Saturday, January 27, 2007

Former Fairbanks Mayor Jim Hayes Being Pressured To Resign From UA Board Of Regents

Update: Jim Hayes was convicted on 16 counts on February 11th, 2008. Click HERE for updated post.

Last week I discussed the case of former Fairbanks Mayor Jim Hayes (pictured at left), who, along with his wife Chris, have been indicted on multiple counts of money laundering, theft, and conspiracy.

Click HERE to view the 27-page indictment in PDF format.

On January 27th, 2006, the Fairbanks Daily News-Miner reported that calls for Hayes resignation from the University of Alaska (UA) Board of Regents are starting to escalate. Both the University of Alaska Fairbanks (UAF) Sun-Star and the University of Alaska-Anchorage (UAA) Northern Light have editorially called for him to step down, along with Alaska State Representative Mike Kelly (R-Fairbanks).

The criminal charges against the Hayes' do not directly involve the university, but rather stem from the couple’s apparent misuse of Federal government appropriations meant for LOVE Social Services, a youth center directed by Chris Hayes. Jim Hayes serves on the center’s board of directors.

This week, the student newspapers at both the Fairbanks and Anchorage campuses of the statewide university system printed editorials calling for Hayes to either resign or be removed from office. Nate Raymond, the managing editor of the UAF Sun Star wrote that, innocent or not, Hayes should resign immediately. “It’s simply disgraceful to think the Board of Regents has a member this corrupt in its presence,” Raymond wrote. “(Hayes’) criminal charges have already cast a dark cloud over UA’s reputation.”

An unsigned staff editorial in the UAA Northern Light echoed those sentiments. “In a university that already suffers from bureaucratic bloat, increasingly expensive tuition and fees, and state funding that continues to fall short of budget requests, even the appearance of financial wrongdoing in anyone so closely connected to the university is dangerous,” the editorial said.

The Northern Light staff, in the editorial, further stated that they would like to see university officials, who do not have the power to remove Hayes, recommend to the Governor and the Legislature that Hayes be removed from the board. However, not all of the student leaders at either campus agree with the newspapers’ perspective. Both Sven Gilkey and Anthony Rivas, the presidents of the student unions at UAF and UAA respectively, said they would not call for Hayes’ resignation or removal until a trial determines his guilt.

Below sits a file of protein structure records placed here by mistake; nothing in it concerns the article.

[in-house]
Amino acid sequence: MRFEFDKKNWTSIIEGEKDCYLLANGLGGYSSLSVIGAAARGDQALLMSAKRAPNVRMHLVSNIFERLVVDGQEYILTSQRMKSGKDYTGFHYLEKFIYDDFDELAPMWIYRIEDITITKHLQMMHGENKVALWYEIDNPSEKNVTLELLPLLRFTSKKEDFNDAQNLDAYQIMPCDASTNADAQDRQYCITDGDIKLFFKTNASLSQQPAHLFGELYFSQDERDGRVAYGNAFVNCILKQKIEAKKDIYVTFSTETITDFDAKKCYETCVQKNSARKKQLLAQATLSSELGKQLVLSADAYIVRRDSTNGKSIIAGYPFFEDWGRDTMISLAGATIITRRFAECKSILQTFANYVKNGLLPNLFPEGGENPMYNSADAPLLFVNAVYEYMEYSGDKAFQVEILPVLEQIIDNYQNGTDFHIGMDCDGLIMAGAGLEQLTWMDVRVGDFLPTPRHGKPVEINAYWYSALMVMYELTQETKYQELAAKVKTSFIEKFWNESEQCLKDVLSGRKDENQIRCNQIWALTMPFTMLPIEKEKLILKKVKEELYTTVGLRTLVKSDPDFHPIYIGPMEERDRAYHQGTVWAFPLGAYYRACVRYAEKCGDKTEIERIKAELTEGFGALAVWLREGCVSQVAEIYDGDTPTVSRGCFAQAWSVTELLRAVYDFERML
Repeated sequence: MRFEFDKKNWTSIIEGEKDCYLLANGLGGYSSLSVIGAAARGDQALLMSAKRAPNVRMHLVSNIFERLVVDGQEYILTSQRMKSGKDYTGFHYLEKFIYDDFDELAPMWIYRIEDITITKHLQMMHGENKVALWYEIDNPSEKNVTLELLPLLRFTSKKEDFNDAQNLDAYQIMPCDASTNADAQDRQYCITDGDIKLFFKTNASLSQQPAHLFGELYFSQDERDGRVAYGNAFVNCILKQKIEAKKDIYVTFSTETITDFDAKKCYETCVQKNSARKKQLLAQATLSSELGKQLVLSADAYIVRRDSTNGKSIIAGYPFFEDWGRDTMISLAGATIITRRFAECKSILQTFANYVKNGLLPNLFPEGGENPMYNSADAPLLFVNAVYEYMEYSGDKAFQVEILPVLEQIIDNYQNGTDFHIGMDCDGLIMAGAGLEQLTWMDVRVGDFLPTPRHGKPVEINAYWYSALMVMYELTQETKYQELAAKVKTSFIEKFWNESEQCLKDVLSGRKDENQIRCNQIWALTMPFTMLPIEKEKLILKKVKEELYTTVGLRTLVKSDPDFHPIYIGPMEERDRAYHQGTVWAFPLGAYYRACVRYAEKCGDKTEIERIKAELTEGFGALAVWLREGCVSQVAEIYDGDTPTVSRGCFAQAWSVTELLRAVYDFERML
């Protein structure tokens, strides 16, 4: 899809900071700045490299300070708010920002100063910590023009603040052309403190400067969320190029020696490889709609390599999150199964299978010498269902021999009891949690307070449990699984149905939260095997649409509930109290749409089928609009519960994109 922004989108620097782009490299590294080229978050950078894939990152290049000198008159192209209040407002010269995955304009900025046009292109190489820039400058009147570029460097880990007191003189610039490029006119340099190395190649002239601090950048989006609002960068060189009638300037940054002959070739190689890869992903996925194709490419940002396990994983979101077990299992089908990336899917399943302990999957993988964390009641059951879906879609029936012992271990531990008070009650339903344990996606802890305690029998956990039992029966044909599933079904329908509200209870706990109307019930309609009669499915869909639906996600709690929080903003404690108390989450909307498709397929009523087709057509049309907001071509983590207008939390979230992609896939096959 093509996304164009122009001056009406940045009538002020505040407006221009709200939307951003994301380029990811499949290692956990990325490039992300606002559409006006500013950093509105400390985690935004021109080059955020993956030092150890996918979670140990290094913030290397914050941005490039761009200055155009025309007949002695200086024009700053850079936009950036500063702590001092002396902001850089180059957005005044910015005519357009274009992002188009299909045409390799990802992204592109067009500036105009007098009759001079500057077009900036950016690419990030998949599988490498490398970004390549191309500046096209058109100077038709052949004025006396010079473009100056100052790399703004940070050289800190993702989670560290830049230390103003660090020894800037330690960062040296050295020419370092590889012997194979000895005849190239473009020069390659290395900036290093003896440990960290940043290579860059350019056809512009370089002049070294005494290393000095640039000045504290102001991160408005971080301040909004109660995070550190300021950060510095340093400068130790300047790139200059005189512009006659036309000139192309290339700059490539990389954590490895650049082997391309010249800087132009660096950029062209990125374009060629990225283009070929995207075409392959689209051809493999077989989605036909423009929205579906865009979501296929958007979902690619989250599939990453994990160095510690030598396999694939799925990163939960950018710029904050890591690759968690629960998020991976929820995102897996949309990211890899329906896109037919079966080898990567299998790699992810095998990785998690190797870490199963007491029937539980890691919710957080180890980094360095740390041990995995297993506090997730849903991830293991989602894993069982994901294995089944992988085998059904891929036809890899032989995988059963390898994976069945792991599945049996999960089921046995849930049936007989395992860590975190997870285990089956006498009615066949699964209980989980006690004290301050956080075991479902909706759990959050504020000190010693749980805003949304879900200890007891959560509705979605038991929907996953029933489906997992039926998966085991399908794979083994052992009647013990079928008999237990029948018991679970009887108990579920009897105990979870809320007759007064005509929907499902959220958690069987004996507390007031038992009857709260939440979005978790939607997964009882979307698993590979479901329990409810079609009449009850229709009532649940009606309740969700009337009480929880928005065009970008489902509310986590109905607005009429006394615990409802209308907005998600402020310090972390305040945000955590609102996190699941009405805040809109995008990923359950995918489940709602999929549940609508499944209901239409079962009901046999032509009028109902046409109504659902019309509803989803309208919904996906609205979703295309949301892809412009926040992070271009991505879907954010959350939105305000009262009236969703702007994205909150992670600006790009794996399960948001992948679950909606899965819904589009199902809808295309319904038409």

Rep. Mike Kelly, who described himself as a close friend of Hayes, said he would also like to see the regent resign. “I sent Jim a personal note and told him I thought it was time for him to resign,” Kelly said. “He’s a longtime friend and I ache for the difficulty that this situation has caused his family, but I think you get to a point where Jim has to look at his ability to perform his duties as a regent.”

Neither the Board of Regents nor the university have the power to remove Hayes. Only the Legislature can do that. Sen. Gary Wilken, R-Fairbanks, said that while members of the Legislature are talking about Hayes’ situation, there hasn’t been any talk of official action being taken on the matter. Kelly also said he wasn’t aware of any formal efforts among legislators to remove Hayes from the board. “I think everyone’s just trying to wait for Jim to do the right thing,” Kelly said.

Efforts to contact Hayes for this story were not successful. Hayes has not responded to any media requests since the story first broke.

Analysis: Not an easy call. It depends on how far one chooses to extend the presumption of innocence. Customarily, the presumption of innocence means that guilt, not innocence, must be proven in court. However, the presumption of innocence does NOT preclude the imposition of some precautionary sanctions. For example, in the case of serious offenses, we require a suspect to post a surety of some sort, usually cash bail to provide a financial incentive to show up for trial. We may also impose other sanctions; for example, in the case of former National Alliance Chairman Shaun Walker, who is accused of violating the civil rights of non-whites, the magistrate required him to cut all ties with white nationalists as a condition of bail. We may also require a father who is accused of child molestation to stay away from his own kids as a condition of bail.

But does the presumption of innocence require an employer to keep an employee on staff? If I'm a bank president, and one of my tellers is arrested for breaking into a competitor's ATM, must I keep that employee on and permit her access to my bank's cash? Prudence dictates not. Or if I'm a school principal, and one of my teachers is caught in flagrante delicto with a student from another school, doesn't prudence dictate that I take the precaution of not allowing her unsupervised contact with my students until the case is resolved? As Americans, we have many rights, including the right to reasonable bail and a speedy trial. We do not have a constitutional right to a job.

Consequently, considering the sheer magnitude of the accusation, Jim Hayes should do the right thing and resign his position on the Board of Regents. If he fails to do this within reasonable time, the Legislature should remove him.

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  1. Basically testing the comments function now that I've been switched to the new Blogger.

  2. I am guessing he is a DEM, since the article does not say.
    I am SURE if he was R, it would be in the title.